Here at MACkite Boardsports Center we are often asked this time of year "what size snowkite do I need?" On most occasions my reply is "what kind of snowkiting?" While I usually try not to answer a question with another, the terrain and style of riding will dictate the type and best kite size.
With kitesurfing the kiteboard kite size is mostly dependent on wind speed and rider weight. The more wind, the smaller the kite; Larger the rider; larger the kite. For kiteboarding on water you must reach planing speed in order to stay atop the water, but this is not the case for snowkiting as you will remain on top of the snow regardless of the speed. For this reason we often argue that snowkiting is easier to learn than kiteboarding on water. It allows the rider to focus on kite skill and riding position rather than just the logistics of boardstarts and relaunch. Snowkiting also allows the rider to practice with less power, making it safer and less intimidating. Learning on water in 18mph of wind requires a 12m kite such as a Cabrinha Switchblade for a normal rider. With the same rider and wind speed on snow it is fully possible to ride with a 5m kite such as the Cabrinha Vector.
I started kiteboarding on the snow about two years ago. My previous snowsports experience definitely helped me and the learning curve was quite fast. After practicing a few hours on land, I put on my Rome Snowboard and 32 boots, feeling comfortable riding after only a few hours. Come spring it took me only a few tacks to translate my snowkite experience to the water.
Some other considerations when looking at snowkites might also include your terrain, riding style, quiver fit, and experience. If you are wanting to ride in deep powder or up steep hills, then you are going to want a full size kite as you will need that power to get where you are going. This is a double bonus because the same kite will be your most useful kite for kiteboarding on water. Your riding style will determine your kite size because certain riding styles require more power. Examples of this would be wakestyle and freestyle riding; without adequate power there will not be enough power to lift your body into the air to complete your trick. As a beginner, most riders do not yet have a defined riding style but benefit from a safe and easy experience. Beginner snowkiters should look for winds under 20mph, a flat riding area, and packed or under 6 inches of snow. This will allow them to ride with minimal power and still have fun. Even a trainer kite such as the Prism Tensor 4.2 can be a good companion if the conditions are right.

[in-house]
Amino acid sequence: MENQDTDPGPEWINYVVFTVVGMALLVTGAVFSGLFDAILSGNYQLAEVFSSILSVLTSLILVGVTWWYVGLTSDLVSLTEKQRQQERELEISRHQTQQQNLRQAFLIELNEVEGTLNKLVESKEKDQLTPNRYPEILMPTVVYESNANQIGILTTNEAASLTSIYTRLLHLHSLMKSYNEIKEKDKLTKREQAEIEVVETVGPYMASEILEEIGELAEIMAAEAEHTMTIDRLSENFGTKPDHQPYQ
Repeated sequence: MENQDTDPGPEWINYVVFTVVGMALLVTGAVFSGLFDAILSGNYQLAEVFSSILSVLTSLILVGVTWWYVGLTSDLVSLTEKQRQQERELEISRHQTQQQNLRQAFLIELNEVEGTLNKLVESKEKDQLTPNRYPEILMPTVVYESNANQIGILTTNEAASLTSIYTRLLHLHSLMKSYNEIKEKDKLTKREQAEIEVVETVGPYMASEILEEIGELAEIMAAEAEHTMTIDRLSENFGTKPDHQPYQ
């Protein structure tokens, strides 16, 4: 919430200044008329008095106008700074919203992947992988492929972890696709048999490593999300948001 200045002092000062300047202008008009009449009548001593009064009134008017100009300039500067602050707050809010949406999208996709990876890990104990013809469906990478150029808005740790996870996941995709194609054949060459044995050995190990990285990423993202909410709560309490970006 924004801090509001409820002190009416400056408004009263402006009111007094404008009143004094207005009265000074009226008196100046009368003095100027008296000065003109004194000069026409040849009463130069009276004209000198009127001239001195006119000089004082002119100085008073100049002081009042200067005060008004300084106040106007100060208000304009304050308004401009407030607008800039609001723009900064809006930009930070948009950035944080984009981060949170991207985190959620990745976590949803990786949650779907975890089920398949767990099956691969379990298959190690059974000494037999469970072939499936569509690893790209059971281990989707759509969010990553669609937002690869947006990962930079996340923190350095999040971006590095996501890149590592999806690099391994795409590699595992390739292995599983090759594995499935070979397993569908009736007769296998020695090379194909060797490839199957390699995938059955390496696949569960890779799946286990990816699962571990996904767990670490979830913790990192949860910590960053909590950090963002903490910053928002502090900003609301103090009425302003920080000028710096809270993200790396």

2 years riding